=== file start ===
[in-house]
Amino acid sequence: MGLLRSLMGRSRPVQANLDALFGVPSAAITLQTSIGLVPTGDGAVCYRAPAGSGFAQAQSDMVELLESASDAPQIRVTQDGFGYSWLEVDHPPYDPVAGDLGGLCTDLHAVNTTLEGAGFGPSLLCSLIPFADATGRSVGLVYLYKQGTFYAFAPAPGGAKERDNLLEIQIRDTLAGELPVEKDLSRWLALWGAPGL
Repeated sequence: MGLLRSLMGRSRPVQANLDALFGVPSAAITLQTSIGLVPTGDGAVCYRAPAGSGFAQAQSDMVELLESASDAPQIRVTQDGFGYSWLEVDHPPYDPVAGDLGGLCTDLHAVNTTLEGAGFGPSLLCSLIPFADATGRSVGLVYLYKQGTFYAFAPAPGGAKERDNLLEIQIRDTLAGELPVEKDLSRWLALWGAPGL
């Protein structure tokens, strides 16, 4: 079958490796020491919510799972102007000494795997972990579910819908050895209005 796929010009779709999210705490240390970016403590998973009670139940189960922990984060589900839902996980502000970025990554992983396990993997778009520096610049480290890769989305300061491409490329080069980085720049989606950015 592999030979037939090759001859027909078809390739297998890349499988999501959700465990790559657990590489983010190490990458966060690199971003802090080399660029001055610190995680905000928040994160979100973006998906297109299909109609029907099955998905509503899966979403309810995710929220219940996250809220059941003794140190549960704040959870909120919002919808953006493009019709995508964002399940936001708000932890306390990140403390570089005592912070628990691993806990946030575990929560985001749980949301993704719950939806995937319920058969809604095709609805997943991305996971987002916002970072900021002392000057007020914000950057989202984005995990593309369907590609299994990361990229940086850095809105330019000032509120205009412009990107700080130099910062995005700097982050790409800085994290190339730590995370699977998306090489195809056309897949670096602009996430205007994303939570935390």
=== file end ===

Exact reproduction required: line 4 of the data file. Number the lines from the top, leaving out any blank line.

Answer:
């Protein structure tokens, strides 16, 4: 079958490796020491919510799972102007000494795997972990579910819908050895209005 796929010009779709999210705490240390970016403590998973009670139940189960922990984060589900839902996980502000970025990554992983396990993997778009520096610049480290890769989305300061491409490329080069980085720049989606950015 592999030979037939090759001859027909078809390739297998890349499988999501959700465990790559657990590489983010190490990458966060690199971003802090080399660029001055610190995680905000928040994160979100973006998906297109299909109609029907099955998905509503899966979403309810995710929220219940996250809220059941003794140190549960704040959870909120919002919808953006493009019709995508964002399940936001708000932890306390990140403390570089005592912070628990691993806990946030575990929560985001749980949301993704719950939806995937319920058969809604095709609805997943991305996971987002916002970072900021002392000057007020914000950057989202984005995990593309369907590609299994990361990229940086850095809105330019000032509120205009412009990107700080130099910062995005700097982050790409800085994290190339730590995370699977998306090489195809056309897949670096602009996430205007994303939570935390």